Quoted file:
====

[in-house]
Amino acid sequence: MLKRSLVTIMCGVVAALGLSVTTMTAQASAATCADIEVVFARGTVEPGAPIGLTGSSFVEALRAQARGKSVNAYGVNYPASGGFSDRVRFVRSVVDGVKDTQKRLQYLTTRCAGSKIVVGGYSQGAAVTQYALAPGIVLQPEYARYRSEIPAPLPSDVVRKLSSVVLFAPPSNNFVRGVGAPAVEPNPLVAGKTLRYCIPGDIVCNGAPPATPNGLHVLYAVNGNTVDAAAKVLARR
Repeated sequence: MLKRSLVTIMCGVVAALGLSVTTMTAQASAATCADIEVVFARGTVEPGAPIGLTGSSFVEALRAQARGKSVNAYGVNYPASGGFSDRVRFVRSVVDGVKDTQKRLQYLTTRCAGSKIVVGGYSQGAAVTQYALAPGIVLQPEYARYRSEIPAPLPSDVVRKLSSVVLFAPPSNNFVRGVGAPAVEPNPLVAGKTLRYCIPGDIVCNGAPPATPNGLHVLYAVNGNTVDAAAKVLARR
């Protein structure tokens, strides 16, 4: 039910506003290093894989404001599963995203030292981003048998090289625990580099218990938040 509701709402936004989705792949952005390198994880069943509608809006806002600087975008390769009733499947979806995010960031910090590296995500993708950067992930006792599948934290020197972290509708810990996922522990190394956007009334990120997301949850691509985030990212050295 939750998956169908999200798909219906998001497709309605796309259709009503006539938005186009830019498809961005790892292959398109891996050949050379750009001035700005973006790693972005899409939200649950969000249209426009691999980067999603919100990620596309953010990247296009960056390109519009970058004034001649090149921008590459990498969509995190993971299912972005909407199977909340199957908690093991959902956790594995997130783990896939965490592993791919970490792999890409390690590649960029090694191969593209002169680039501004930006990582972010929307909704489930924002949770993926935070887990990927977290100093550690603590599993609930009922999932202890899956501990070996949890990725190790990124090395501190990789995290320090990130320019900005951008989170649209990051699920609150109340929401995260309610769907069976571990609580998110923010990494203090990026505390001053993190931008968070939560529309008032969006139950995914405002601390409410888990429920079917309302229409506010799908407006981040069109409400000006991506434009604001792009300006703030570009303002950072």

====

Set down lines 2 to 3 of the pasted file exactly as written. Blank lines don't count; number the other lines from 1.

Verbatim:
Amino acid sequence: MLKRSLVTIMCGVVAALGLSVTTMTAQASAATCADIEVVFARGTVEPGAPIGLTGSSFVEALRAQARGKSVNAYGVNYPASGGFSDRVRFVRSVVDGVKDTQKRLQYLTTRCAGSKIVVGGYSQGAAVTQYALAPGIVLQPEYARYRSEIPAPLPSDVVRKLSSVVLFAPPSNNFVRGVGAPAVEPNPLVAGKTLRYCIPGDIVCNGAPPATPNGLHVLYAVNGNTVDAAAKVLARR
Repeated sequence: MLKRSLVTIMCGVVAALGLSVTTMTAQASAATCADIEVVFARGTVEPGAPIGLTGSSFVEALRAQARGKSVNAYGVNYPASGGFSDRVRFVRSVVDGVKDTQKRLQYLTTRCAGSKIVVGGYSQGAAVTQYALAPGIVLQPEYARYRSEIPAPLPSDVVRKLSSVVLFAPPSNNFVRGVGAPAVEPNPLVAGKTLRYCIPGDIVCNGAPPATPNGLHVLYAVNGNTVDAAAKVLARR